Like any design element of a political campaign, a candidate’s bus is important for how it represents the candidate himself.
The return of campaign season means the buses are back, as presidential hopefuls ditch their blazers and roll up their shirtsleeves to partake in the decades-old tradition of campaigning on the road. Most years, the buses themselves don’t get much attention—they’re simply the vehicles for their candidates’ messages. But that all changed last week, when Senator John McCain dissed the President's campaign bus on the Senate floor.
On a three-day road trip through Virginia and North Carolina to promote his American Jobs Act, President Obama traversed the countryside in Ground Force One, a sleek black motorcoach loaded with more technology than an Apple store. McCain took offense to the bus’s origin—the vehicle’s shell and chassis was purchased from a Canadian manufacturer and customized in Nashville—but he also critiqued its visual appeal.
“I’ve never seen an uglier bus than the Canadian one he’s traveling around on—a Canadian bus touting American jobs," McCain said, according to ABC News. He later tweeted the same sentiment, writing, “That ugly, Canadian-built, taxpayer-funded bus is an insult to the Straight Talk Express!”
While pointing out “un-American” behavior is a common tactic for politicians, they’re generally not looked to for artistic critiques. In any introductory design class, McCain would have been required to share specific criticisms, but not on the Senate floor.
Like any design element of a political campaign, a candidate’s bus is important for how it represents the candidate himself: For a time, the bus becomes the symbol of an entire political ecosystem. "The bubble is what surrounds the traveling road show of any presidential campaign,” Washington Post reporter David Maraniss wrote after the 1992 campaign. "It includes the candidate, the staff, the press, the plane, the bus and all the electronic gear of the 20th-century hustle … yet it is not so much a tangible phenomenon as a metaphysical one, a way of looking at things."
Yet the tangible presence of these massive coaches cannot be denied: As they roll into small towns across the country, they risk becoming overwhelming and obtrusive to residents. In her account of following John Edwards on his 2003 bus tour, journalist Alexandra Pelosi noted the reactions of the locals. “That thing is bigger than our house,” the old man in overalls said to his wife. “How on earth is he going to park it?” a shopkeeper wondered as the behemoth rolled into town blasting John Cougar Mellencamp’s hit song “Small Town.” “We don’t have room for that kind of thing in our town.” The bus damaged Edwards’ attempts to sell himself as the everyman: At a dinner in Iowa, Pelosi wrote, “Edwards tried to bond with the crowd with a critique of Bush’s pro-rich policies that discriminate against ‘people like us.’ But he was having a hard time getting people’s attention because many of them were still staring out the window at that larger-than-life-size bus.”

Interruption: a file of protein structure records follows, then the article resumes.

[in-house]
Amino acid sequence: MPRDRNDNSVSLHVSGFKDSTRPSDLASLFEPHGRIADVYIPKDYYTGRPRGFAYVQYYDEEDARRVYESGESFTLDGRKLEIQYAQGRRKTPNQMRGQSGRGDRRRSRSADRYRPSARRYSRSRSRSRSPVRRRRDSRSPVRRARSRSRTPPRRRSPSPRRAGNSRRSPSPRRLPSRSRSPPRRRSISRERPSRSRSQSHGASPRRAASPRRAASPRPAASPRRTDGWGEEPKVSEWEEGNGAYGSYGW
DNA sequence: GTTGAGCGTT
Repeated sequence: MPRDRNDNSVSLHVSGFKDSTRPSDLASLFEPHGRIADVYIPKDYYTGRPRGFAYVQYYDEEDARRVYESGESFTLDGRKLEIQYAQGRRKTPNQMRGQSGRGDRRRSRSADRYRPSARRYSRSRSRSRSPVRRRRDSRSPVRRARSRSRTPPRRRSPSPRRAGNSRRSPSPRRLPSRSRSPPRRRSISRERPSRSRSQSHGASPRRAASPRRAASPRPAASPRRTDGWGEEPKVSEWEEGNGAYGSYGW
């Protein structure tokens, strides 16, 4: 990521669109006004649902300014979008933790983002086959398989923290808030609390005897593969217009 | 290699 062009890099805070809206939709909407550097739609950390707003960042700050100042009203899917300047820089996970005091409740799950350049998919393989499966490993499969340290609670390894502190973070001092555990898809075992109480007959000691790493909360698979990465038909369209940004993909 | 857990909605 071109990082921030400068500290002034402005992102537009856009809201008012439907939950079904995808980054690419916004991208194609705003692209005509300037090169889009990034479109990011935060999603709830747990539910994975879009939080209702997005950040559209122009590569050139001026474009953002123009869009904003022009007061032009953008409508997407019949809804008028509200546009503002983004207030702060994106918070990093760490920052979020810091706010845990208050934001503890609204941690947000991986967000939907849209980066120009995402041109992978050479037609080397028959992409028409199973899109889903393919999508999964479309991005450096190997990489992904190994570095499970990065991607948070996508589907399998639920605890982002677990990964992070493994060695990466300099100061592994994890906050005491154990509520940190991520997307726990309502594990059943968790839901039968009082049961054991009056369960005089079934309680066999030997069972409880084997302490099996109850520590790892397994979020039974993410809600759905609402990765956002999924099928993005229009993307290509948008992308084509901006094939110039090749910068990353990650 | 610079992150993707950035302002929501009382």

Presidential campaigning went mobile when Franklin Roosevelt pioneered the whistle-stop tour, a succession of stops at railroad stations at which the president would deliver a speech from the enclosed platform on the back the train. U.S. Car No. 1 had all the comforts of a home, with multiple bedrooms and bathrooms, a dining room, and an observation lounge. As railroad use dwindled in the second half of the 20th century, buses took their place as the campaign vehicle of choice.
Since then, buses haven’t changed much, aside from the addition of WiFi and, importantly, advancements in adhesive vinyl that allow any vehicle to be wrapped in one massive decal. According to market analysts ARD Ventures, bus wraps debuted in 1993, when SuperGraphics Inc. swathed a motorcoach in Crystal Pepsi advertisements, but the decals didn’t go mainstream until 2000. The aesthetic difference is dramatic: The 1992 Clinton-Gore campaign bus looks like a plain Jane next to Sarah Palin’s full-color coach, complete with flying eagle and liberty bell.
Perhaps no candidate has used the campaign bus to greater effect than McCain, whose “Straight Talk Express” bus was a key part of the strategy in his 2000 and 2008 campaigns. With its name plainly emblazoned on its sides, dotted by a simple white star, the Straight Talk shares a similar body style to President Obama’s Ground Force One. McCain invited journalists on the bus to sit and chat for hours, earning widespread praise for his openness.
But in an era where the simple, elegant designs of companies like Apple are championed, McCain’s criticism of Ground Force One seems out-of-date. Despite its imposing volume, the president’s bus is elegant, especially considering that, as a government-owned entity, it is legally required to be void of decoration. Like a little black dress, the sleek, simple curves and dark monochromatic hues of Obama’s bus will always be in style.
On the Republican side, buses seem to represent their candidates more than ever—particularly Ron Paul’s yellow school bus, which was donated and decorated by a group of supporters after the candidate announced he would forgo a campaign bus. But there’s bad news for whoever wins the nomination: He’ll have to trade in his personalized coach for Ground Force One’s identical plain black twin.